UK Grocery shoppers are more environmentally conscious

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UK consumers are growing more conscious of environmental issues, and quicker to boycott products or switch brands based on environmental reputation.
By Reidar Molthe

5 December 2019 09:35

UK Grocery shoppers are more environmentally conscious

77% of UK grocery shoppers have, in the last 12 months, switched, avoided or boycotted buying certain products, or would consider doing so in the future, based on brands’ environmental policies, shows data from Kantar, a consultancy. That is serious for many old brands.

The insights and consulting firm, Kantar, recently questioned over 1,200 UK consumers between the ages of 16 and 65+ about their concern over a range of environmental issues.

This included their purchasing decisions based on a brand’s sustainability credentials, environmental responsibility and whether, as a consumer, they had ever decided to boycott buying a product or switch to another brand based on its environmental reputation.

Young are least loyal

Brand loyalty was found to be lowest among the youngest age group of 16-24-year-olds with 87% saying they have switched or might do so, with more males (24%) switching or boycotting brands than females (18%). The last maybe surprising; generally, woman are more concerned about environment than men.

Responses differed significantly among generations, with 40% of Millennials (born 1981-1996) saying they have avoided buying or decided to choose a different brand over the last 12 months, compared to only 9% of Baby Boomers (born 1946 – 1964).

However, 46% of this generation of 55-65+ year-olds indicated that while they hadn’t switched or boycotted brands in the last year because of their environmental credentials, they might consider doing so in the future – the highest among all age groups. That can indicate that environment responsibility is growing fastest in this group.

Business with a purpose

Harsh working conditions, environmental pollution and the overuse of packaging are some of the issue’s consumers think carefully about before purchasing FMCG (Fast Moving Consumer Goods)

76% of consumers stated that more needs to be done by the industry when it comes to publicizing the positive work it is doing to address environmental issues.

Mark Chamberlain, Managing Director of Brand, Kantar UK says:

“Responsible living is being driven by cross-generational groups of ‘woke’ consumers that look towards inspiring brand heroes as change leaders. Governments and organizations are being forced to listen and respond to consumers’ demand for greater transparency as businesses strive to become more purposeful.”

Responsible living is being driven by cross-generational groups of ‘woke’ consumers that look towards inspiring brand heroes as change leaders

Mark Chamberlain, Managing Director of Brand, Kantar UK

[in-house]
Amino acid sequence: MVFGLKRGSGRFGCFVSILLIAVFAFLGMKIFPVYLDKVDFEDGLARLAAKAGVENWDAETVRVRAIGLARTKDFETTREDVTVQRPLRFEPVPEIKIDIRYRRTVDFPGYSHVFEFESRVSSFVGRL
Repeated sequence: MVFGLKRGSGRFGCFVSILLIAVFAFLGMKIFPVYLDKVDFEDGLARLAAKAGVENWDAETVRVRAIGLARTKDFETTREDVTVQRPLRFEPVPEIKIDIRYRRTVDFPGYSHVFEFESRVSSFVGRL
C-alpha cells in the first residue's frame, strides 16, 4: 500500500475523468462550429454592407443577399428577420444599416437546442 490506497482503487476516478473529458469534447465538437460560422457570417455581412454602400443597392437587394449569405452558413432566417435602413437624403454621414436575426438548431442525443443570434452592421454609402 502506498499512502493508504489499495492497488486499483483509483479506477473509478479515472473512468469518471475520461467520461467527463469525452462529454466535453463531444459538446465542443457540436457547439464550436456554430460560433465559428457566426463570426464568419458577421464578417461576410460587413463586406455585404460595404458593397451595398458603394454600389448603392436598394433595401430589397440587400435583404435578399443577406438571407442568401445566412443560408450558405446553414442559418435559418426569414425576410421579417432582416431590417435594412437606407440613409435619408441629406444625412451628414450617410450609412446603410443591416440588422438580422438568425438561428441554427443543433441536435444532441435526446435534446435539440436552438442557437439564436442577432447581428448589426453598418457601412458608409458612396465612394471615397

Almost 90% of respondents surveyed agreed that brands need to take more responsibility for the waste they produce and the impact it has on our environment.

Too little, too late

Three-quarters of shoppers stated that, due to inaction from many of the world’s governments, they want brands to act as forces for positive change in society.

However, when questioned about their response, over 70% of all consumers agreed that efforts by businesses to protect the environment are ‘too little, too late’, with younger generations of Millennials agreeing most with this statement (78%).

Consumers ranked global warming as their number one environmental concern (25%), followed by the overuse of plastic and other forms of packaging (18%) and then deforestation and the loss of biodiversity (14%).

They appeared less concerned about the depletion of the ozone layer (4%), extraction of fossil fuels from the earth and natural resource exhaustion (5%), overfishing of our seas (6%) and household/industrial waste (8%).

FMCG must take more responsibility

83% of consumers stated that these and many other of today’s environmental issues are caused, in part, by a lack of responsibility taken by some of the world’s leading brands.

Chamberlain concludes:  

  • The rise in responsibility and conscious consumerism is being influenced by mindful consumers. With a growing and stronger voice; as well as voting with their wallets, they push forward environmental and social agendas.
  • Consumers now expect the FMCG industry to be driven by some direction other than simply making a profit. These values are fast becoming key assets in helping boost brand value whilst projecting a positive corporate image, and by doing so businesses can demonstrate a clear sense of purpose. This is what consumers are now looking for in today’s brands, and this preference will only intensify as the next generation comes of age. Purpose-led FMCG brands enjoy stronger growth and a deeper connection with consumers.

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